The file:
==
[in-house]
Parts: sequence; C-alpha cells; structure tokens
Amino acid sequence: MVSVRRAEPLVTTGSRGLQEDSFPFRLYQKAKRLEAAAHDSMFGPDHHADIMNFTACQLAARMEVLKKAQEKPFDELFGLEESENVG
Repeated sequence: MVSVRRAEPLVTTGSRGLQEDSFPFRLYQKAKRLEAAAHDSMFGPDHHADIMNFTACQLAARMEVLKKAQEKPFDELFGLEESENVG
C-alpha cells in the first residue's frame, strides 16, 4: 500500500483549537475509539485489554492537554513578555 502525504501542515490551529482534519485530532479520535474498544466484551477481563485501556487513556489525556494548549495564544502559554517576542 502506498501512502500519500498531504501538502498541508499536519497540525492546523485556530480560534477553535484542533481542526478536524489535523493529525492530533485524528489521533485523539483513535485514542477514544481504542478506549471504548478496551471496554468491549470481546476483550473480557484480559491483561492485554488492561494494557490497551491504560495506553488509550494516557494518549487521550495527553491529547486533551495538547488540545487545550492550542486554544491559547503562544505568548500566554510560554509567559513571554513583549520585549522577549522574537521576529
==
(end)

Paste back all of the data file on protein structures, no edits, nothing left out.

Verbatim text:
[in-house]
Parts: sequence; C-alpha cells; structure tokens
Amino acid sequence: MVSVRRAEPLVTTGSRGLQEDSFPFRLYQKAKRLEAAAHDSMFGPDHHADIMNFTACQLAARMEVLKKAQEKPFDELFGLEESENVG
Repeated sequence: MVSVRRAEPLVTTGSRGLQEDSFPFRLYQKAKRLEAAAHDSMFGPDHHADIMNFTACQLAARMEVLKKAQEKPFDELFGLEESENVG
C-alpha cells in the first residue's frame, strides 16, 4: 500500500483549537475509539485489554492537554513578555 502525504501542515490551529482534519485530532479520535474498544466484551477481563485501556487513556489525556494548549495564544502559554517576542 502506498501512502500519500498531504501538502498541508499536519497540525492546523485556530480560534477553535484542533481542526478536524489535523493529525492530533485524528489521533485523539483513535485514542477514544481504542478506549471504548478496551471496554468491549470481546476483550473480557484480559491483561492485554488492561494494557490497551491504560495506553488509550494516557494518549487521550495527553491529547486533551495538547488540545487545550492550542486554544491559547503562544505568548500566554510560554509567559513571554513583549520585549522577549522574537521576529